Major League Baseball will have a channel of its own in 2005. League owners last week opted unanimously to create a 24-hour, digital-cable-based baseball network.
MLB executive vice president of business Tim Brosnan will head up the channel, yet to be branded. It will launch in 2005, although it isn’t clear when in 2005, Brosnan said.
MLB will join the National Football League (NFL Network), the National Basketball Association (NBA TV) and the National Hockey League (NHL Network) in offering dedicated, 24-hour networks.
Brosnan would not reveal content plans, but sources said there would be a mix of classic games, highlight packages and other original programming – and no live games.
Brosnan would not reveal how much was allocated for startup costs, or rate-card terms.
While baseball wants digital cable distribution, it would not rule out carriage on sports tiers, unlike the NFL, which insists on digital basic.
“I don’t think putting out ultimatums is the best way to set about negotiating with anyone,” Brosnan said. “I think our expectations are to get the best deals that we can with the best partners that we can.”
Given cable’s desire to drive digital and baseball’s history with various national TV agreements, Brosnan is optimistic the channel will be well received. “The digital universe is supplying more opportunity, and we believe that of all the content providers, we have the kind of depth and frequency that could drive a channel,” said Brosnan. “The market conditions are in our favor to go out and have some success.”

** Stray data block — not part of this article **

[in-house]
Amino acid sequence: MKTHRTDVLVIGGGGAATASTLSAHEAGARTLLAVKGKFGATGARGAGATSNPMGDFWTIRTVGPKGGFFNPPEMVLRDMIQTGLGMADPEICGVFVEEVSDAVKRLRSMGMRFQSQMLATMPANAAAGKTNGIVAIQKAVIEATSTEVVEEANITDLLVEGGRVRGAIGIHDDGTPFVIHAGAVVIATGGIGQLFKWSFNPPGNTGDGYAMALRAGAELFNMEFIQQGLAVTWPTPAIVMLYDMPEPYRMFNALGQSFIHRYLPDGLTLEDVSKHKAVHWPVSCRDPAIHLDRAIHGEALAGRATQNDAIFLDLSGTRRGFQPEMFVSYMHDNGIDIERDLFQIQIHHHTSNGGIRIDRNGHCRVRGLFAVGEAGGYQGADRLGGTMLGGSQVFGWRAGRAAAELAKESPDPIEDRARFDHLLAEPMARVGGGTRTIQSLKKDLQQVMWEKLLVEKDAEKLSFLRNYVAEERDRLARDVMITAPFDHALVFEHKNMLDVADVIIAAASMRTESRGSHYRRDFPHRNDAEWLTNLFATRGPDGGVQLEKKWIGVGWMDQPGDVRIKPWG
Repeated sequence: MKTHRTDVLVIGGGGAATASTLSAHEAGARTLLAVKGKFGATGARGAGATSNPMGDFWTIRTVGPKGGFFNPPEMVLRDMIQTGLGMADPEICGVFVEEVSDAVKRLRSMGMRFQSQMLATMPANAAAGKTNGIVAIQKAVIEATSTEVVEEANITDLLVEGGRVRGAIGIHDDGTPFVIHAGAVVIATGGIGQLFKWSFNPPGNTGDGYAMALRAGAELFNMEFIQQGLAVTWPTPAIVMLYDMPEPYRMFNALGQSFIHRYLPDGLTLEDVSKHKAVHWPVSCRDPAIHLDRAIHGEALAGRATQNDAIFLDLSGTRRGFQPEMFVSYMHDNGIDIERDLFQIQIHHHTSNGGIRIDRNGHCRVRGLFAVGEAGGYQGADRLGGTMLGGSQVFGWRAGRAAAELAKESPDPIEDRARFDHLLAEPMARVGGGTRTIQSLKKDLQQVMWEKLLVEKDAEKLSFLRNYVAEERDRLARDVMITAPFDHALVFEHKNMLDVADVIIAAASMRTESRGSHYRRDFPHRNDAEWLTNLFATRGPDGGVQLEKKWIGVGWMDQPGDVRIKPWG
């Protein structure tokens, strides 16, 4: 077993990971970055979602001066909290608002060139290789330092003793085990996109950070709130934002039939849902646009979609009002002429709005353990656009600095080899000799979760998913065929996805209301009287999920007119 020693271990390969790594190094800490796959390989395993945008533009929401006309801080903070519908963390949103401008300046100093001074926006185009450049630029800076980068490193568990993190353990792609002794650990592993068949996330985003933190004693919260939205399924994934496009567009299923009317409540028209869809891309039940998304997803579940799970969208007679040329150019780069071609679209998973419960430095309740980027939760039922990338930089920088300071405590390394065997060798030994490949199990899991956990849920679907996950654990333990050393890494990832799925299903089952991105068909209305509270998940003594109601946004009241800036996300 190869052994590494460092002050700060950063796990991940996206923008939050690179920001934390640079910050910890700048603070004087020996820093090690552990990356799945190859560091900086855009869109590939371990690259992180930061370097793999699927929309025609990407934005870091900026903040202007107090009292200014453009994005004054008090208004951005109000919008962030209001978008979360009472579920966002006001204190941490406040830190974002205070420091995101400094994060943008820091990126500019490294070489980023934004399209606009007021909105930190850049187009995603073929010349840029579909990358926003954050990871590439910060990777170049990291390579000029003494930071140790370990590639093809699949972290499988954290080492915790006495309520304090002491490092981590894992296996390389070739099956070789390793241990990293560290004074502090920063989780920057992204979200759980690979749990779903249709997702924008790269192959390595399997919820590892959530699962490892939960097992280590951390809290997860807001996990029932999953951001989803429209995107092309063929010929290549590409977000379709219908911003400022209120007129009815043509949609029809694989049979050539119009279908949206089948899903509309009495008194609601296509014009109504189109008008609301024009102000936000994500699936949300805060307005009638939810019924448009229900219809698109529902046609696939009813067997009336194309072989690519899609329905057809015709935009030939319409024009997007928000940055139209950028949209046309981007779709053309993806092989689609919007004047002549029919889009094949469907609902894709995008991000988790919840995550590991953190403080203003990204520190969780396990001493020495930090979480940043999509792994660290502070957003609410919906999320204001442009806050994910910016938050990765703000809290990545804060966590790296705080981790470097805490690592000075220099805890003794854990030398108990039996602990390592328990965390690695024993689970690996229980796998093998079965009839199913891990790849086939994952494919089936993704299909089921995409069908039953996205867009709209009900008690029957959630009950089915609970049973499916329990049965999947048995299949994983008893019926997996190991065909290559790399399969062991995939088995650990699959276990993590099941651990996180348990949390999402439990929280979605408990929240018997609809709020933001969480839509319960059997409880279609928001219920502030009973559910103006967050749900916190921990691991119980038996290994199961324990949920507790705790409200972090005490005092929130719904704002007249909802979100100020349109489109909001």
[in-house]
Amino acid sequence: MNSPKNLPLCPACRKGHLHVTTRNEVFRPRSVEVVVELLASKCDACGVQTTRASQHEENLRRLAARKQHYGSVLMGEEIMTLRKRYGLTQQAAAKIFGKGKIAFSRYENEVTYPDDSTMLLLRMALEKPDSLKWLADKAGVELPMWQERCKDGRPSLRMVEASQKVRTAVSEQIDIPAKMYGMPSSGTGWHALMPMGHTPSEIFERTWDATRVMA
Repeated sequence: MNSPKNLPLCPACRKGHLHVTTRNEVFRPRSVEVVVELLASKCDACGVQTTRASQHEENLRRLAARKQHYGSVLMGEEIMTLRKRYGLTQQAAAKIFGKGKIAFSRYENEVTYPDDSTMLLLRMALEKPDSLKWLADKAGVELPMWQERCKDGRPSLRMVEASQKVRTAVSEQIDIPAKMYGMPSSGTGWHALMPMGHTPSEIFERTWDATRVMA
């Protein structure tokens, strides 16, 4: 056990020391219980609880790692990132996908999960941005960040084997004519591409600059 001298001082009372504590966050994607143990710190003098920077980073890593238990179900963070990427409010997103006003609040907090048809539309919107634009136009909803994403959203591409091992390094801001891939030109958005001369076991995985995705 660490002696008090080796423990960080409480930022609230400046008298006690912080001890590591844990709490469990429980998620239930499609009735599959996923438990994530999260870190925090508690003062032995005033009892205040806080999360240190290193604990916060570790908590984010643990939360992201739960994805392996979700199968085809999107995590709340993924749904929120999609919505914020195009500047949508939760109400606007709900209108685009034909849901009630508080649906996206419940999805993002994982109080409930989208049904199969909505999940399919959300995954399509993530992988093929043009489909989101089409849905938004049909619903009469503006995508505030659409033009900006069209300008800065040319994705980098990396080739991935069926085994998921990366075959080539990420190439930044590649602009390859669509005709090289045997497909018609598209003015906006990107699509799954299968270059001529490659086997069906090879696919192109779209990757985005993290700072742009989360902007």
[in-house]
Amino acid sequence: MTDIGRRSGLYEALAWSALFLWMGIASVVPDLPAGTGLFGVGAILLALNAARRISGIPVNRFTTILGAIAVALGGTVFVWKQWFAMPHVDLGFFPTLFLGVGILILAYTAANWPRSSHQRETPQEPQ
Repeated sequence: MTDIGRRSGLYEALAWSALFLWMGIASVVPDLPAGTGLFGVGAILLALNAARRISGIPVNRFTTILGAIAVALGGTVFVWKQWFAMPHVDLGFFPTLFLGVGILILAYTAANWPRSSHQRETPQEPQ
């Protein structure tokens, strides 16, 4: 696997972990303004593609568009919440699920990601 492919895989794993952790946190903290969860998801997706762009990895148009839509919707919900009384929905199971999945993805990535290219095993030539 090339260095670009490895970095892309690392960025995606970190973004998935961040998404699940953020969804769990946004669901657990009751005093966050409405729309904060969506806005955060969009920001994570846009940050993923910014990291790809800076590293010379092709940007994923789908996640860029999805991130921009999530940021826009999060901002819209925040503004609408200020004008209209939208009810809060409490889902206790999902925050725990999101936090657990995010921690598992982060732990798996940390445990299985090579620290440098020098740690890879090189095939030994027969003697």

Kagan Associates sports analyst John Mansell said baseball could gain leverage in upcoming negotiations for a new TV agreement. ESPN’s baseball deal expires after the 2005 season, while News Corp.’s broadcast deal ends in 2006.
Baseball also could add some interest with live games.
“It’s a subtle shot across the bow of cable operators and DBS from baseball,” Mansell said.
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R. Thomas Umstead serves as senior content producer, programming for Multichannel News, Broadcasting + Cable and Next TV. During his more than 30-year career as a print and online journalist, Umstead has written articles on a variety of subjects ranging from TV technology, marketing and sports production to content distribution and development. He has provided expert commentary on television issues and trends for such TV, print, radio and streaming outlets as Fox News, CNBC, the Today show, USA Today, The New York Times and National Public Radio. Umstead has also filmed, produced and edited more than 100 original video interviews, profiles and news reports featuring key cable television executives as well as entertainers and celebrity personalities.
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